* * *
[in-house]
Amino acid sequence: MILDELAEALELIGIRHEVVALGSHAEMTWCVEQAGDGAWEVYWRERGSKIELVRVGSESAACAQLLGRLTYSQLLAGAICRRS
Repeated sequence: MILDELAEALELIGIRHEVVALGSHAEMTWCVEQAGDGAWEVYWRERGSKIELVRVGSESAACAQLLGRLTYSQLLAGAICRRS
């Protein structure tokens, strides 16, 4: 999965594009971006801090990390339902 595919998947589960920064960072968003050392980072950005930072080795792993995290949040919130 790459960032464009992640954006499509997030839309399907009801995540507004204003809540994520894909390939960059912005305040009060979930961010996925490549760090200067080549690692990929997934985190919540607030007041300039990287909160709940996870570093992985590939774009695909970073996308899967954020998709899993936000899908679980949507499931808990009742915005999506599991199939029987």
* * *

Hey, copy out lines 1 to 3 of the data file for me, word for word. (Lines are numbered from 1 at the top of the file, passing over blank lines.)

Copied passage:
[in-house]
Amino acid sequence: MILDELAEALELIGIRHEVVALGSHAEMTWCVEQAGDGAWEVYWRERGSKIELVRVGSESAACAQLLGRLTYSQLLAGAICRRS
Repeated sequence: MILDELAEALELIGIRHEVVALGSHAEMTWCVEQAGDGAWEVYWRERGSKIELVRVGSESAACAQLLGRLTYSQLLAGAICRRS